It’s amazing how debilitating the cycle of shame can be.
So, in the big scheme of things, my hairy chin and random acne, in reality, are not so awful and something millions of women worldwide face daily. To effectively treat Polycystic Ovarian Syndrome, women – young and old – need to be empowered through knowledge, understanding and compassion. Likewise, introducing both alternative and traditional medical remedies, along with a healthy diet and exercise regimen, will vastly improve the mental and physical well-being of PCOS sufferers.
Women with PCOS often turn to the Internet to find answers not provided through their endocrinologist, gynecologist and nutritionist. Online, as well as published articles and books, often provide conflicting and unhelpful information. In particular, the role of diet and its crucial link to insulin resistance, which has a knock-on effect on hormonal levels. Sources often suggest calorie restriction, GI and Paleo diets, to name a few. From my own experience, none of these plans work. Even a pre-diabetic diet, which aims to regulate blood sugar levels to maintain optimal hormonal balance, is somewhat limiting. The best form of exercise, including duration and intensity, is likewise debatable.
The bottom line is this – one size does not fit all. What works for most women, may not work for a PCOS patient and could cause further complications and frustration. Restrictive diets, in particular, can cause dangerously low blood sugar levels. While some forms of exercise are either ineffective or excessive, while negatively affecting PCOS symptoms and weight control. And, the role of medicine in the treatment of PCOS must be questioned. Unless women are taught how to treat the causes of PCOS, no amount of medicine will ever break the vicious symptomatic cycle.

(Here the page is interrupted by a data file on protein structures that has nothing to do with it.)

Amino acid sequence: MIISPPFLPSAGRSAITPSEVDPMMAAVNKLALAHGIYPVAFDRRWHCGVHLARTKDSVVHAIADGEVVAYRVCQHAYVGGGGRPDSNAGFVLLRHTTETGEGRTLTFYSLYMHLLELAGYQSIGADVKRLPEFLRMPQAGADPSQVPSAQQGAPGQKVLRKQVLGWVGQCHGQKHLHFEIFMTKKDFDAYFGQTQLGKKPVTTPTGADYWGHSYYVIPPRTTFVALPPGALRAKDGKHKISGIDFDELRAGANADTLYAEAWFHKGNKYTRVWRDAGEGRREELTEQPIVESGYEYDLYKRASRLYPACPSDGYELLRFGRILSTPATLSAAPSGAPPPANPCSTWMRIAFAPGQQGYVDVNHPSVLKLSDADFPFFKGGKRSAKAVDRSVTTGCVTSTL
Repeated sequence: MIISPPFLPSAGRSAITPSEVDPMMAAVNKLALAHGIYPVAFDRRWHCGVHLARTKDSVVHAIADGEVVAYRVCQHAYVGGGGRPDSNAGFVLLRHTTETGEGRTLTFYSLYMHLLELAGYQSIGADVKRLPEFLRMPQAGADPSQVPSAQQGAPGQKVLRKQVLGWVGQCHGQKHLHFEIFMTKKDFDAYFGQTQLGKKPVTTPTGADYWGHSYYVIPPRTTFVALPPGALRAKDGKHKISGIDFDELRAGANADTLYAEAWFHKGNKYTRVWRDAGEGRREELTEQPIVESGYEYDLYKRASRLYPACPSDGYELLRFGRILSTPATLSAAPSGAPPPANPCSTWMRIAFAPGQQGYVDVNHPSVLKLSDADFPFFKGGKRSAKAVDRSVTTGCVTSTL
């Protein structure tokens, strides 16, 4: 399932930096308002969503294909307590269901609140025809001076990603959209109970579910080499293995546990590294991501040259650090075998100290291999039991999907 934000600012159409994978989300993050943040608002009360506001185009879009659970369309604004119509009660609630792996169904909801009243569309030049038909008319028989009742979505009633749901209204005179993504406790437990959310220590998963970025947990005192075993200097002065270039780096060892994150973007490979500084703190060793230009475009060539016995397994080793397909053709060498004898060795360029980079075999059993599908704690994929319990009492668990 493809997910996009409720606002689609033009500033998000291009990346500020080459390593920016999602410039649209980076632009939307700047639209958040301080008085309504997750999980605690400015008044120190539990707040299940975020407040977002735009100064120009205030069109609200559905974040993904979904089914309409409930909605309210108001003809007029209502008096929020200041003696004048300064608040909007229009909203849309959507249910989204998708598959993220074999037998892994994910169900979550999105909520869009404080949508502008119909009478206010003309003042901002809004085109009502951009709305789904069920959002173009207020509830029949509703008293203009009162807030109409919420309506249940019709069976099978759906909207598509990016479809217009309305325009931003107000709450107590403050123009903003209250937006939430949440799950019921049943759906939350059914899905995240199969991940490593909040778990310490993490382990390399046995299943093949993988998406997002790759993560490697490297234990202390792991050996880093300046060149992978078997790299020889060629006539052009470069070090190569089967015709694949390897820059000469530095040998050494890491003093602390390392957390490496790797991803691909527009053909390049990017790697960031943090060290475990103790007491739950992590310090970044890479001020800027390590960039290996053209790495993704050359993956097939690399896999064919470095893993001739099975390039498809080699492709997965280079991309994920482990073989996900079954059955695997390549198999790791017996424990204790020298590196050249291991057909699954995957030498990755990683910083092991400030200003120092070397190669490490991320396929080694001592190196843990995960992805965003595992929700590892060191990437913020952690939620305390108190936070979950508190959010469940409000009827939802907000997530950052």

From a more holistic approach, PCOS must also address other imperative physiological issues, especially the role of endocrine-disruptors, hazardous chemicals present in our food and our environment – not only for current sufferers, but also for the future health of our children. And stress, common-currency in our culture, is far more insidious and detrimental for PCOS than acknowledged.
I’m now 45 and feel incredible. I no longer take medications for my PCOS. I live a healthy lifestyle that balances clean eating with room for indulgence, along with consistent exercise – nothing excessive and, most certainly, not dogmatic in its approach. Reaching this stage in my PCOS journey wasn’t easy, and it often required trial and error, along with a strong dose of sheer will and determination.
I hope my insight will empower and help other women with PCOS to take control of their health, their lives, and, ultimately their overall well-being. I accept the things I cannot change, like daily hair removal, but I also embrace the physiological benefits of a healthy attitude and mindset.
PCOS is not a death sentence; it is an opportunity to change your life, your health for the better. When you feel drawn into that cycle of shame, remember you’re not alone. I lived with that shame for over twenty years…not anymore.
Note: During the following months, I will periodically post PCOS-related articles discussing my various strategies for surviving and, ultimately, thriving without the use of medications. I welcome feedback from other PCOS survivors and health experts. Together we can make a difference and empower each other.